Parenting and children

child custody

custody and care of the children

Disputes often arise between separated parents as to care arrangements for children.

If you are able to reach an agreement with your former partner or spouse as to parenting issues (including parental responsibility), it is best to formalise the agreement through Consent Orders filed at the Family Court of Australia. The benefit of obtaining parenting orders when the situation is still amicable is that should matters worsen, you can have the orders enforced by the court.

Parenting orders

If there is no dispute

If you are fortunate enough to reach an agreement with your former partner or spouse in relation to who the children live with and how much time they spend with the other parent, it is advisable to formalise that agreement into consent orders. Binding court orders will protect you in the event that the other parent later becomes difficult, which can be common when a new partner is eventually introduced into the situation. Bainbridge Legal Parramatta can assist you by drafting the application for consent orders and filing in the Family Court of Australia.

parenting orders

What if we can't agree?

If you are unable to reach agreement our family lawyers can help you apply to the Family Court of Australia or Federal Circuit Court of Australia for parenting orders. Generally, it is a requirement for you and your ex partner to attend Family Dispute Resolution (‘FDR’) to try to mediate before commencing parenting proceedings. In exceptional circumstances, such as when the application needs to be heard urgently or where there has been domestic violence, mediation can be waived.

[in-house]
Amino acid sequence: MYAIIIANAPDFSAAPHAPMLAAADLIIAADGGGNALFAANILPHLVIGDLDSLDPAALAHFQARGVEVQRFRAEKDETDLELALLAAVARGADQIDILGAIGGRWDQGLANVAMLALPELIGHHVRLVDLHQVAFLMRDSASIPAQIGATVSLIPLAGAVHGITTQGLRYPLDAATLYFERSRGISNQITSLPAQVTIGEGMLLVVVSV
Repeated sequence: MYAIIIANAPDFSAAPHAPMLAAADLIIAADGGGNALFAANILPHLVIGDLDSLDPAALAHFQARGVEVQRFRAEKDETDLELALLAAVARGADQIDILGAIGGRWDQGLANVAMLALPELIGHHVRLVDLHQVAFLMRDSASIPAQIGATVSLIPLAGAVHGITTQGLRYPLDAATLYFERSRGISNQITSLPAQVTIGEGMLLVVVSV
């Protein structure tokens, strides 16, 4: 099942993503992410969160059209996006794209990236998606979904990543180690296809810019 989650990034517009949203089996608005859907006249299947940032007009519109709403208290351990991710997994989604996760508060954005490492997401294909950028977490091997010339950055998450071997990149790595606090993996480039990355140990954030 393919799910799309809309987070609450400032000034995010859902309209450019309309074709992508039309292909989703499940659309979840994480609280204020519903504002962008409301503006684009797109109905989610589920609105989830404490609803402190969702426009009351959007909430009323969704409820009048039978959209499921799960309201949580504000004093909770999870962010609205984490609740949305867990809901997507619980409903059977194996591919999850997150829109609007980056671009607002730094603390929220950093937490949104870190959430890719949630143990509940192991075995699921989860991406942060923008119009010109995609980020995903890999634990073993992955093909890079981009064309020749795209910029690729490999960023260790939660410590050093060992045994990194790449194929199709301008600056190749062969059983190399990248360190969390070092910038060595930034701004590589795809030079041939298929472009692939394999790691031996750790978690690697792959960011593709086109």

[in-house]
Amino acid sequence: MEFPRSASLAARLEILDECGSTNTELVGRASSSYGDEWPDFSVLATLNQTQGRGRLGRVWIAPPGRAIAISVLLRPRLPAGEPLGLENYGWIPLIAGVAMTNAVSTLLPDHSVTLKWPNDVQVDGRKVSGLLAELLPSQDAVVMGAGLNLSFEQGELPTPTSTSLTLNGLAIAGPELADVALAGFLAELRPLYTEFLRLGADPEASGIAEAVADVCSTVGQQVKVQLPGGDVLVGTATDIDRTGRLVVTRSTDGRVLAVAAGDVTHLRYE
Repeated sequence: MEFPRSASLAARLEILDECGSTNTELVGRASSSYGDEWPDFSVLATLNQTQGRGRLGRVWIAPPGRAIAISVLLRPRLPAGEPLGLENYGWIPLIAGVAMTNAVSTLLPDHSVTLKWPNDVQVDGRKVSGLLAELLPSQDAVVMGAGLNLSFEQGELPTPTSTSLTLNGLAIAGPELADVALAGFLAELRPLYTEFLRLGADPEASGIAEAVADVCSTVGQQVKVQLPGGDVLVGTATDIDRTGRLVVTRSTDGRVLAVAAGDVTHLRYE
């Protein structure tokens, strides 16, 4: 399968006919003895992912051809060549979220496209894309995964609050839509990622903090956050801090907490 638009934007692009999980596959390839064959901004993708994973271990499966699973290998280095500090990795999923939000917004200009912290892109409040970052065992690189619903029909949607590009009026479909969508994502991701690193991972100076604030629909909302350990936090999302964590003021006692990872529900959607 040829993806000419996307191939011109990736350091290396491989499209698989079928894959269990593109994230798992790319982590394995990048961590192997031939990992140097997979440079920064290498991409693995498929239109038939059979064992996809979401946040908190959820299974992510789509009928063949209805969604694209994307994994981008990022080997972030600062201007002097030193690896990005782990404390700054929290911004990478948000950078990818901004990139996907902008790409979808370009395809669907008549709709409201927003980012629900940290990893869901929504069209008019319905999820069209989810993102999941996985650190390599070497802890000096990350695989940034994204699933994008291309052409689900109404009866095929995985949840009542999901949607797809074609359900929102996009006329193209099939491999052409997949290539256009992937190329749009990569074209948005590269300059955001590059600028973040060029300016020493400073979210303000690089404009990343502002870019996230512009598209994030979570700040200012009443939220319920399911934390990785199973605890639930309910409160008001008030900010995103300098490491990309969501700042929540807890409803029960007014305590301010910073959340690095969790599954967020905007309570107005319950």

Best interests of the child - the paramount consideration

The Family Law Act provides that in determining parenting orders, the paramount consideration for the Court is to ensure that the orders made are in the ‘best interests of the child’. Therefore the Court does not look to achieve ‘fairness’ or ‘equality’ between the parents. In assessing what is in a child’s best interests, the Court must consider the benefit to the child of having a meaningful relationship with both parents balanced against the need to protect the child from harm. Additionally, the Court has regard to a number of other considerations including:
    • the relationship between the child with both parents and all other relationships of importance to the child to assess the effect of the proposed parenting orders on these relationships
    • the practical difficulty and expense of a child spending time and communicating with a parent
    • the views of the child (the weight applied to any views expressed by the child will depend on the strength of the views expressed, whether the views are reasonable, the child’s developmental stage)
    • the attitude to the child and the responsibilities of parenthood demonstrated by each parent
    • the capacity of each parent
    • the extent to which each child’s parents has fulfilled or failed to fulfil the parent’s obligations to maintain the child
    • the extent to which each child’s parents has taken or failed to take the opportunity to participate in long term decision making, spend time with the child and communicate with the child